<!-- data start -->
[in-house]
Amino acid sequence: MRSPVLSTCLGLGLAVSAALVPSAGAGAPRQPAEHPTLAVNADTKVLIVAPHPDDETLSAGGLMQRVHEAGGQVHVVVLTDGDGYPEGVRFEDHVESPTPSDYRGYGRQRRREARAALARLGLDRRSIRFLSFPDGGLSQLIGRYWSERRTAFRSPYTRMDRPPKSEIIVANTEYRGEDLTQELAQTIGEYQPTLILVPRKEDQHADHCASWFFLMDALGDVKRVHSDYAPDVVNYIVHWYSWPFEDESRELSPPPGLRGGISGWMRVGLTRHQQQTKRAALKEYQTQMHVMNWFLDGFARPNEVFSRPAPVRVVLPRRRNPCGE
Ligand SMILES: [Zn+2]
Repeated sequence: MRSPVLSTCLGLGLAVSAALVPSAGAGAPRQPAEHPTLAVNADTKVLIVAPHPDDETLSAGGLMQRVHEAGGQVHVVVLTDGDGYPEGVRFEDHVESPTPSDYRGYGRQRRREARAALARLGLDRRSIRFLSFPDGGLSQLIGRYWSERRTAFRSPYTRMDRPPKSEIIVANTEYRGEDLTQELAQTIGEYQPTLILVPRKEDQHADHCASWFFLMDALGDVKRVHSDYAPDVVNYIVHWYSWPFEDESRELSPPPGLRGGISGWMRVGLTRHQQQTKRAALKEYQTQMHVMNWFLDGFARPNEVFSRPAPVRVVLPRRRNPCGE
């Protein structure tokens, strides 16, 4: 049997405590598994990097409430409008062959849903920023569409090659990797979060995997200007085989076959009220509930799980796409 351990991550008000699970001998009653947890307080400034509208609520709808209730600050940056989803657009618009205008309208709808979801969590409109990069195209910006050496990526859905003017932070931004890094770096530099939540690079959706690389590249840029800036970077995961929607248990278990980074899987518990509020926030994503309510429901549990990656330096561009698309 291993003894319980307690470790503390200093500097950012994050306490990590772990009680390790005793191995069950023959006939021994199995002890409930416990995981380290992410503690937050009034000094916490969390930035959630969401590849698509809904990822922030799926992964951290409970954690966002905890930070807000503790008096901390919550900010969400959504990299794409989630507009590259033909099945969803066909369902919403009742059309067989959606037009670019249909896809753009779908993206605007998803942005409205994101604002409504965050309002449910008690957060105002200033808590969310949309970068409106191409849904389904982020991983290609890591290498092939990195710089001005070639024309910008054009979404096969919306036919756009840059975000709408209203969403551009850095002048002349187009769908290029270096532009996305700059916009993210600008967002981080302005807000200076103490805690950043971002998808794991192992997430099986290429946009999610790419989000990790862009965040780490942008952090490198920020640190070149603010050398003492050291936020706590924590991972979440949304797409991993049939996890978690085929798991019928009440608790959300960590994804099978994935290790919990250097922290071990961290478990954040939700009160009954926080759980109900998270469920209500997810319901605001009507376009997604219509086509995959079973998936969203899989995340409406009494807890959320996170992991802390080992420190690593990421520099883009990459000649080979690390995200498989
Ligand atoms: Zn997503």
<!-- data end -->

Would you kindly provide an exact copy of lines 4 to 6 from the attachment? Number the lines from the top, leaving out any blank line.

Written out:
Repeated sequence: MRSPVLSTCLGLGLAVSAALVPSAGAGAPRQPAEHPTLAVNADTKVLIVAPHPDDETLSAGGLMQRVHEAGGQVHVVVLTDGDGYPEGVRFEDHVESPTPSDYRGYGRQRRREARAALARLGLDRRSIRFLSFPDGGLSQLIGRYWSERRTAFRSPYTRMDRPPKSEIIVANTEYRGEDLTQELAQTIGEYQPTLILVPRKEDQHADHCASWFFLMDALGDVKRVHSDYAPDVVNYIVHWYSWPFEDESRELSPPPGLRGGISGWMRVGLTRHQQQTKRAALKEYQTQMHVMNWFLDGFARPNEVFSRPAPVRVVLPRRRNPCGE
């Protein structure tokens, strides 16, 4: 049997405590598994990097409430409008062959849903920023569409090659990797979060995997200007085989076959009220509930799980796409 351990991550008000699970001998009653947890307080400034509208609520709808209730600050940056989803657009618009205008309208709808979801969590409109990069195209910006050496990526859905003017932070931004890094770096530099939540690079959706690389590249840029800036970077995961929607248990278990980074899987518990509020926030994503309510429901549990990656330096561009698309 291993003894319980307690470790503390200093500097950012994050306490990590772990009680390790005793191995069950023959006939021994199995002890409930416990995981380290992410503690937050009034000094916490969390930035959630969401590849698509809904990822922030799926992964951290409970954690966002905890930070807000503790008096901390919550900010969400959504990299794409989630507009590259033909099945969803066909369902919403009742059309067989959606037009670019249909896809753009779908993206605007998803942005409205994101604002409504965050309002449910008690957060105002200033808590969310949309970068409106191409849904389904982020991983290609890591290498092939990195710089001005070639024309910008054009979404096969919306036919756009840059975000709408209203969403551009850095002048002349187009769908290029270096532009996305700059916009993210600008967002981080302005807000200076103490805690950043971002998808794991192992997430099986290429946009999610790419989000990790862009965040780490942008952090490198920020640190070149603010050398003492050291936020706590924590991972979440949304797409991993049939996890978690085929798991019928009440608790959300960590994804099978994935290790919990250097922290071990961290478990954040939700009160009954926080759980109900998270469920209500997810319901605001009507376009997604219509086509995959079973998936969203899989995340409406009494807890959320996170992991802390080992420190690593990421520099883009990459000649080979690390995200498989
Ligand atoms: Zn997503």